My two favorite Top-40 years are 1971 and 1976, and I know I can’t write about them every week and expect you to keep reading. But I’m going back to 1971 today because of a mighty interesting survey I found over at ARSA, from WMEX in Boston, dated November 11, 1971. It features most of the same records that were blasting out of AM radios all over the country at that moment (“Got to Be There,” “Baby I’m-a Want You” and “Gypsys Tramps and Thieves” at the top, and David Cassidy’s cover of “Cherish” blasting from 25 to 5), but farther down, there’s more interesting stuff.
4. “Je T’aime . .. Moi Non Plus” /Jane Birkin and Serge Gainsbourg (down from 2). If this is remembered at all, it’s because it got banned by lots of radio stations. It’s entirely in French, but you don’t need to speak English to understand what’s going on. It had been a hit in the rest of the world about a year-and-a-half earlier, and I haven’t been able to figure out why it was on the radio in Boston in the fall of 1971.
10. “Student Demonstration Time”/Beach Boys (down from 7). A takeoff on the old Leiber and Stoller song “Riot in Cell Block #9,” this Mike Love rewrite name-checks the Free Speech Movement, People’s Park in Berkeley, and the shootings at Jackson State and Kent State. If you didn’t know it was the Beach Boys, you’d probably never peg it as the Beach Boys (and you might well ask yourself “who the hell is this and what the hell are they doing?”). Verdict on the song from Allmusic.com: “cloddish [effort] at agit-prop hipsterism.”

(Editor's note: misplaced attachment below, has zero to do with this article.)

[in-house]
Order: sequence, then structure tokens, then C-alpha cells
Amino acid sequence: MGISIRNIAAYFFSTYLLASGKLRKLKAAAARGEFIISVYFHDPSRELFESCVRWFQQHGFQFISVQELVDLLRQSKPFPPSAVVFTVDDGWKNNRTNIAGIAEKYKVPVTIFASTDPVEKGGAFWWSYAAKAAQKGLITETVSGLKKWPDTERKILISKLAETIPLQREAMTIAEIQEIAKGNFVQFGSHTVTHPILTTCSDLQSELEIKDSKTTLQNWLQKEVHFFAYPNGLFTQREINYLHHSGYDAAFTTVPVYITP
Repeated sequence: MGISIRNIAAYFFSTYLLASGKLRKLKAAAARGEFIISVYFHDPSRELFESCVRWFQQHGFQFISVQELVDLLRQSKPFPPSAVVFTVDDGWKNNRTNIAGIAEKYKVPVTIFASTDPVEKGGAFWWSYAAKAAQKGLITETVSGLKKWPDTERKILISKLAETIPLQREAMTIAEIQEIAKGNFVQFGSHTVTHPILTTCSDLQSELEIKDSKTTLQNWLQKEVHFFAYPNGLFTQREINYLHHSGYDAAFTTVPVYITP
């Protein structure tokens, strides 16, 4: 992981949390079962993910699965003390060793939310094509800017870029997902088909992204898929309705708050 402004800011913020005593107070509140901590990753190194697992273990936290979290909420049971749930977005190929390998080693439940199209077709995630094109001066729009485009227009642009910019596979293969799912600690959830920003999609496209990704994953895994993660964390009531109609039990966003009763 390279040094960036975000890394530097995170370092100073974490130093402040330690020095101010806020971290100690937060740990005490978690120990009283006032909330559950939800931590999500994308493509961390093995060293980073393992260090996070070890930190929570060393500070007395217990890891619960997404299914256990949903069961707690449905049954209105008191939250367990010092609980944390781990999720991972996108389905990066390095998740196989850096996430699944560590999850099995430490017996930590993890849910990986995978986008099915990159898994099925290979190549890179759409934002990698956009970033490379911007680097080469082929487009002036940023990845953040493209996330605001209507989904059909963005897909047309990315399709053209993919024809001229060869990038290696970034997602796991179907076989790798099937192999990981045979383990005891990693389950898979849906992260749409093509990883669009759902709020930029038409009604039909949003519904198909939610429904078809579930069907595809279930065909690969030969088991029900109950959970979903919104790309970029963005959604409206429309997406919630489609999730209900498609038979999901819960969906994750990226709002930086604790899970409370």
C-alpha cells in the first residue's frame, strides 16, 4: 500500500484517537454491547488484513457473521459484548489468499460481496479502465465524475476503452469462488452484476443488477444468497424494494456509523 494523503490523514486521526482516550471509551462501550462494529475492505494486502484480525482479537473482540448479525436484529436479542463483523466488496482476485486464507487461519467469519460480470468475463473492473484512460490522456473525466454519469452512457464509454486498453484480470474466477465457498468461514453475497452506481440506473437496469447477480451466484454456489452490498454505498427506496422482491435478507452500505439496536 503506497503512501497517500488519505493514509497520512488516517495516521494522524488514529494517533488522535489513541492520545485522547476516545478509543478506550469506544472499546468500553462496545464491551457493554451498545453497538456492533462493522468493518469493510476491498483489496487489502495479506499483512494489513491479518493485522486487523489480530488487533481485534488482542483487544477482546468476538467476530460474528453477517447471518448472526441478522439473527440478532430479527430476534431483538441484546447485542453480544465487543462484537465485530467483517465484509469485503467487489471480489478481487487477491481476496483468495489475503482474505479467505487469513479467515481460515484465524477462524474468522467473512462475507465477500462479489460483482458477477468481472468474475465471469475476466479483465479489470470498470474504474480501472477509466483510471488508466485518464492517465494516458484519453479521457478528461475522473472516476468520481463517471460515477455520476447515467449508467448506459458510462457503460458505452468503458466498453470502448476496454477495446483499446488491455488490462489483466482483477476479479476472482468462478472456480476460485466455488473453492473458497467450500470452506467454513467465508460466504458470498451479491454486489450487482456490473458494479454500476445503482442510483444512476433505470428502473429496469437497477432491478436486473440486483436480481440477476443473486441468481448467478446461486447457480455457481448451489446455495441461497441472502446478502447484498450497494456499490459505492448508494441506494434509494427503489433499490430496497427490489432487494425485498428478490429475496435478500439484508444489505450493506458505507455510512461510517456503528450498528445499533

11. “Jesus Was a Crossmaker”/Judee Sill (up from 15). Sill might have become a superstar along the lines of Joni Mitchell, had it not taken her forever to write songs, and had she not been addicted to heroin and cocaine. (An overdose of the latter killed her in 1979, at age 35.) “Jesus Was a Crossmaker” was produced by Graham Nash; you can hear it here, in a live performance from 1973.
16. “You Are the One”/Sugar Bears (up from 28). Glorious late-period bubblegum that many of us owned on a record cut off the back of a Sugar Crisp cereal box. I’ve posted it before, but it’s so insanely great that I’m posting it again.
28. “Mandolin Wind”/Rod Stewart (down from 24). WMEX called itself “the new music authority” on its survey (which has a distinctly non-Top 40 look to it), and they were proving it here. While the rest of the country was still playing Rod’s two-sided Number One, “Maggie May” and “Reason to Believe,” WMEX was on another fine cut from Every Picture Tells a Story.
Closed Circuit Message: One of my favorite new-to-me blogs, Radio Radio, has disappeared from the Internet, and the e-mail address I have for its proprietor bounces. So Clive, if you’re out there, find my e-mail address here and please get in touch. And the rest of you, keep an eye on Fufu Stew over the weekend for an enormous Thanksgiving buffet. Thanks to Vincent for inviting me to bring a dish to the dinner.